But I need to commit to some things as my brain will fret if left to only engagement within the household, or worse, household plus a cursory engagement with national news learned via headlines and editorials. So I have these other whole self interests. My blog. Keeping up instagram documentation here and there. Reading a lot. Being involved in leadership at my church and my local library reminds me I am indeed interested in how organizations grow and change. Helping as much as I can at our homeschool weekly co-op. And then taking on projects for myself, like trying to write better, and more often. Physically tiring workouts three or four times a week, in thirty minute increments. Reading books from spiritual thinkers in attempt to keep my mind open to the work of God. Learning to garden. Trying new recipes.

    When I say the selves are not entirely transparent with one another, I mean that I don’t try to explain all of my interests to anyone from one of these parties mentioned above. Sometimes I catch myself explaining something I don’t really want to explain, a fraction of the pie that I’d rather leave under the darkened tin for now, a bit of dark energy related in some way to the whole movement, but undefined for now. I don’t think all of this is unique to my spirit. I think we are intuitively woven to have many selves. I think we resist the very suggestion of being a replicable cog. Hence the exuberant human spirit of rebellion: I will not be what you expect. But, I will be much of what you love. 

    Seasonal psa: As of September 26, it is Poetry Unbound season. Listen in at your next podcast opportunity.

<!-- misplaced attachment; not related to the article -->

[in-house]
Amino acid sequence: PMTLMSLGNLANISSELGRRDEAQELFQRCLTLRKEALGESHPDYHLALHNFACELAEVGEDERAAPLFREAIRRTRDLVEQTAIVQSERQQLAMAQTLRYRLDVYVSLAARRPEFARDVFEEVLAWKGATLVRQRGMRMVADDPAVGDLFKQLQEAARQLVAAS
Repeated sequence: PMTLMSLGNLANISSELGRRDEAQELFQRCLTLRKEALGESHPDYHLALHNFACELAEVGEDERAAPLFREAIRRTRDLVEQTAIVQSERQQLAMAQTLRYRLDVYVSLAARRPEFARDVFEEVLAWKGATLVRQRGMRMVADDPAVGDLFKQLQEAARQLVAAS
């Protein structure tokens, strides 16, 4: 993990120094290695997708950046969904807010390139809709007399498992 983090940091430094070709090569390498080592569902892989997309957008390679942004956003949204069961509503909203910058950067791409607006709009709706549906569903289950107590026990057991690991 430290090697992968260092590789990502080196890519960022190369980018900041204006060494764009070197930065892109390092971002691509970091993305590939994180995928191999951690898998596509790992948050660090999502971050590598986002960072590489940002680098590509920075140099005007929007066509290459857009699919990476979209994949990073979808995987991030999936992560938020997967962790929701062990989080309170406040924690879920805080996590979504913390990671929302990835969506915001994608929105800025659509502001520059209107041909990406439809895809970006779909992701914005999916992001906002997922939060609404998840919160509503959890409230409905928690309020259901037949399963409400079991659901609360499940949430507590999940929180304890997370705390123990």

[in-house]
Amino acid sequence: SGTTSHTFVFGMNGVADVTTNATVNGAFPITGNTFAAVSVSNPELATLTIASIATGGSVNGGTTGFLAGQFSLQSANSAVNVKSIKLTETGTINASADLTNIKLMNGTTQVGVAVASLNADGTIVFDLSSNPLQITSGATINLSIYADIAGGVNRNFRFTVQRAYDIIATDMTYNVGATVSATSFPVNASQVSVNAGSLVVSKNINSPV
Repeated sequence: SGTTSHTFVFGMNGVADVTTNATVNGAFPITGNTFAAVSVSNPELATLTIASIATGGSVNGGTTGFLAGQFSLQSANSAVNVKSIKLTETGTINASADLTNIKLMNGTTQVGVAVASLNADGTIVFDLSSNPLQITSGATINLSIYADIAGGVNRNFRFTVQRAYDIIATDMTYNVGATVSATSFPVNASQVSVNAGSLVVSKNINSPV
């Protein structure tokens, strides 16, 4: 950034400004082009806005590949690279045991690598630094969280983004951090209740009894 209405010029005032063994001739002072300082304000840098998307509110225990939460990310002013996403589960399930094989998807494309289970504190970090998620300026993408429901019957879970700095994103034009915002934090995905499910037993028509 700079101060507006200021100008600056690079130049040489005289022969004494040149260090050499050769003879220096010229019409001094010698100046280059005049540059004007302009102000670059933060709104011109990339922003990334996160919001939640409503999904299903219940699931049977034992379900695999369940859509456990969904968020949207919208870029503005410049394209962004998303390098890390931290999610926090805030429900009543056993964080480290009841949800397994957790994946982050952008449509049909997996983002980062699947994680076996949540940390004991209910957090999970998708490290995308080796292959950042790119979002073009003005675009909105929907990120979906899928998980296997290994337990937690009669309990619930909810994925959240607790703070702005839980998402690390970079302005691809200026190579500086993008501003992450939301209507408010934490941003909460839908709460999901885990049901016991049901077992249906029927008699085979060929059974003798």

• Essay

    what it meant to consider whether Shakespeare was a woman

    Three years ago the Atlantic published an article entitled “Was Shakespeare a Woman?”  I read the essay while tucked into bed with two pillows and a blanket after a long day. A day when I found the bathtub strewn with hair after a child’s quick dip, the towels (all of them??) forgotten on the floor. A day when I had not said very interesting things and very interesting things were not said to me. Mostly I had repeated myself, and gazed off absently during circular story telling.

    Reading the essay, I fell for the theory–well articulated and curiously substantiated–as into a hammock after a long day’s work. It only took one read for me and I was laying back, swinging within it, gently back and forth between the what and the if. Holding it in my mind as a possibility seemed to shift everything.

    I told my daughters about the idea over breakfast the next day, and then referenced it in the weeks to come. Referenced the idea of a woman who had penned brilliant things and never received any credit for it, but watched the work be received, and maybe held their reception in her heart. Almost immediately there was a reason to reference it: while researching a paper on Laura Ingalls Wilder, Lux and I learned that there was substantial proof that her daughter Rose significantly rewrote her mother’s manuscripts to achieve the storybook-like, moral-and-simplicity focused style that is consistent throughout (arguably the very style that sells the books). In addition, Rose left journal entries that seem to show she felt unseen by the success that poured out onto her mother’s shoulders.